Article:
Tuesday, August 18, 2009

The "Must-See" Directors

There are movie directors and there are "must-see" movie directors. The one's that make you say "Oh, he directed that? I should check it out" -like Scorsese, or Spielberg or maybe for some people Tarantino...but not for me. I want to pay tribute to the greatest "must-see" directors of all time and they range from the golden age of Hollywood to some of the foreign legends. Chances are you have probably already seen at least one film from most of these directors. If not then I think you MUST SEE at least one before you die. That's why I call them "must-see" directors.

John Ford

You cannot discuss American film without mentioning John Ford. He has won the most Academy Awards for directing with four and he is absolutely the king of the American western genre, although, ironically he didn't win an Oscar for any of his westerns. Just a small sample of his great films- Stagecoach, The Searchers, The Grapes of Wrath, The Quiet Man, How Green Was My Valley, Mister Roberts, and The Man Who Shot Liberty Valance.

Billy Wilder

Billy Wilder directed so many classic films that sometimes I forget which ones, even when I'm watching one! Like John Ford he won a few Oscars including two best picture winners The Lost Weekend and The Aparment and those two are fifteen years apart! He is one of the most versatile directors with classics in film noir- Double Indemnity- comedy- The Fortune Cookie- and wartime drama- Stalag 17. His greatest film is probably the dark but magnificent Sunset Boulevard. But the one that's gotten the most acclaim is Some Like It Hot which AFI voted the greatest American comedy of all time.

Federico Fellini

Fellini is always mentioned when film buffs start talking about the "greatest director ever". He is certainly at the top of the Italian school of directing. Many of his later films became too sensationalist for my taste but you could never say he wasn't interesting. Even his bad films are interesting. He's most famous for the classics La Strada, La Dolce Vita, and his very personal masterpiece 8 1/2, but he has many critically acclaimed films like The Nights of Cabiria and Amorcord. For the uninitiated I would suggest starting with La Dolce Vita. It is in my opinion a perfect film with all of the Fellini elements: religion, sex, and death. Which is just another way of saying it is very Italian!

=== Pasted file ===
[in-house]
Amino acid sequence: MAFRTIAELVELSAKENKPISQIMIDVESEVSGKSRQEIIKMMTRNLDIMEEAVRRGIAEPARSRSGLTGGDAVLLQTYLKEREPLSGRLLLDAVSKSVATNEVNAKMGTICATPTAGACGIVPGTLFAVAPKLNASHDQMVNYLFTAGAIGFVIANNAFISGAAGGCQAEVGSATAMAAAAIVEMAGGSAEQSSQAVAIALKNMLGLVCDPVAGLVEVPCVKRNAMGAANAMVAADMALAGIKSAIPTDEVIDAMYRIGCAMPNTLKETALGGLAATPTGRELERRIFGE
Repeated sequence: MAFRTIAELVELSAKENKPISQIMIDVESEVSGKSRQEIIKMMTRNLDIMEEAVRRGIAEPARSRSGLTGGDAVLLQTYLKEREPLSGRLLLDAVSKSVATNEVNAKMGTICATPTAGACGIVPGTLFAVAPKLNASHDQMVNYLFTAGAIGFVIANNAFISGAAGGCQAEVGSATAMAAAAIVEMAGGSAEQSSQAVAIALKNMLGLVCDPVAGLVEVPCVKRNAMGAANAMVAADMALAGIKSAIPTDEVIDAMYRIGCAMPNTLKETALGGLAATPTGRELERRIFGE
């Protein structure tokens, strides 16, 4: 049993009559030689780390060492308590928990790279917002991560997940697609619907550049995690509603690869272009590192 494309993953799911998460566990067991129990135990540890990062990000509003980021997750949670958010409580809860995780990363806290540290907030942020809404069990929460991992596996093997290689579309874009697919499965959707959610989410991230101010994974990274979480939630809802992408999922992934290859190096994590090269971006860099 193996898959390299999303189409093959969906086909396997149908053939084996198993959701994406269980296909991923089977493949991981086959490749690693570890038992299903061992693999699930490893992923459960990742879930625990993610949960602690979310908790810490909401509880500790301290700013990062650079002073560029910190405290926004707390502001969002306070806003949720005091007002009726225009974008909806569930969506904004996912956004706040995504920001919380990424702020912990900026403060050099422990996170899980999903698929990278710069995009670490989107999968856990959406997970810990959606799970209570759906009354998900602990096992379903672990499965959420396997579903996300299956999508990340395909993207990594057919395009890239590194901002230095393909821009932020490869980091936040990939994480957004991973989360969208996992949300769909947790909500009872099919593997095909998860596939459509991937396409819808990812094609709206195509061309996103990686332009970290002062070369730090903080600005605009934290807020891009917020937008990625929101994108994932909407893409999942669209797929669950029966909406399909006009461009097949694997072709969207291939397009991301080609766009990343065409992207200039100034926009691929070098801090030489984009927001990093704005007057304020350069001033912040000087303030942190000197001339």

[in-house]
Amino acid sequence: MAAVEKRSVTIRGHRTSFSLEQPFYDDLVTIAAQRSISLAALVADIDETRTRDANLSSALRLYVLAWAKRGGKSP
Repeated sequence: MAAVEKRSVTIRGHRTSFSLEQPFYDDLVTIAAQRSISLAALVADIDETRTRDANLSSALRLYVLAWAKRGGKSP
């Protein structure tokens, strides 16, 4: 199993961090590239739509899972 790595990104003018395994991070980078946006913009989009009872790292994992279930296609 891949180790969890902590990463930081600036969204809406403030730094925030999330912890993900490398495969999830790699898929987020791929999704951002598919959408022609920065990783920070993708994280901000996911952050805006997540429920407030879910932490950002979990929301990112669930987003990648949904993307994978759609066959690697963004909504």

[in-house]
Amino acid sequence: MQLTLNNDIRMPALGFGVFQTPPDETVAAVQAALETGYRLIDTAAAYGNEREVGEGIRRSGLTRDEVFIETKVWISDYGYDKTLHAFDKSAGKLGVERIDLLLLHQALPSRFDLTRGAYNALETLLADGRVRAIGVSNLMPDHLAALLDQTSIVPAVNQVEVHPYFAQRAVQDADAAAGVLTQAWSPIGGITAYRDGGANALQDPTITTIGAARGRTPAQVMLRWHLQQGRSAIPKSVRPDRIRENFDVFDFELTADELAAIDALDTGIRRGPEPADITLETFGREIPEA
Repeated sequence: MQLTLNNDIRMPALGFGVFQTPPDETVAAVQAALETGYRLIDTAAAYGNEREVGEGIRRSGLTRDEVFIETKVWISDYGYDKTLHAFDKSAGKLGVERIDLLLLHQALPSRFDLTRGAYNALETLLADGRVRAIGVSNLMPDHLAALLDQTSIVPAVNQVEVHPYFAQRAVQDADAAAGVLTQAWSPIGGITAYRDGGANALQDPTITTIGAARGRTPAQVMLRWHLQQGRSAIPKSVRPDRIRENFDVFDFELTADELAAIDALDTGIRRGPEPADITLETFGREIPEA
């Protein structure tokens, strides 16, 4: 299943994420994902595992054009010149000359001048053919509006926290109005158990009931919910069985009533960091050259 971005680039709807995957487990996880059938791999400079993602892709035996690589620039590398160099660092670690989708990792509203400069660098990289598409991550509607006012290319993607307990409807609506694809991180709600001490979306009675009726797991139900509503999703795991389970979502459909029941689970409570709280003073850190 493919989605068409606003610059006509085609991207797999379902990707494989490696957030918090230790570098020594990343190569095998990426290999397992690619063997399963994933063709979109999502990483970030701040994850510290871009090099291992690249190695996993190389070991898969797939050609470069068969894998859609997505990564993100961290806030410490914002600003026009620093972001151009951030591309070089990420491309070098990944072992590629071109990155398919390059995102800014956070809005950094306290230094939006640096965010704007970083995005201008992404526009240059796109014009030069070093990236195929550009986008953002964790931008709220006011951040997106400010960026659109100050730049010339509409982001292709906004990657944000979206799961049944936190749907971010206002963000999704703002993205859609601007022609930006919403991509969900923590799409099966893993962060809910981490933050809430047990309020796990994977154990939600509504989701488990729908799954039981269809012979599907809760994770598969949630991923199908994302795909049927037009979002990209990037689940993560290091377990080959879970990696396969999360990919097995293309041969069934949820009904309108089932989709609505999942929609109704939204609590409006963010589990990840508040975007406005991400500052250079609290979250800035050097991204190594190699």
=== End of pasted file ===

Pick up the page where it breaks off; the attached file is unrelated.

Elia Kazan

There was a time in my twenties when Kazan was my favorite director. Like the others on this list, nearly everything he made was incredibly good. It is amazing watching his very first film, A Tree Grows In Brooklyn when you realize he had no previous experience because he was a stage director. And he only got better from there thanks in large part to a certain unknown actor (at the beginning) named Marlon Brando. Together they made A Streetcar Named Desire and 1954 Best Picture winner On The Waterfront vaunting them both to the top. Kazan later introduced another unknown actor to the world in his classic film adaptation of John Steinbeck's East of Eden- James Dean in his best film role.

Alfred Hitchcock

The master of suspense is still influential and relevant today. There's no way to escape his classic body of work. North By Northwest, Psycho, Strangers on a Train, Vertigo, The Lady Vanishes, Rear Window, Notorious, The Birds, etc. If you are already familiar with his most famous works look into some more obscure titles like Foreign Correspondent,
Spellbound, Shadow of a Doubt, or Saboteur.

I will highlight some more directors next time.

Wednesday, August 5, 2009


Now that we've established that Ben Affleck and Keanu Reeves are equally horrible in the latest poll question, I want to apologize for my lapse in correct grammar. I had just gotten home from work and was barely awake when I posted the question "Whose acting is worse" instead of "WHO'S acting is worse". I'm sorry but being a stickler for my own grammar that was unnacceptable!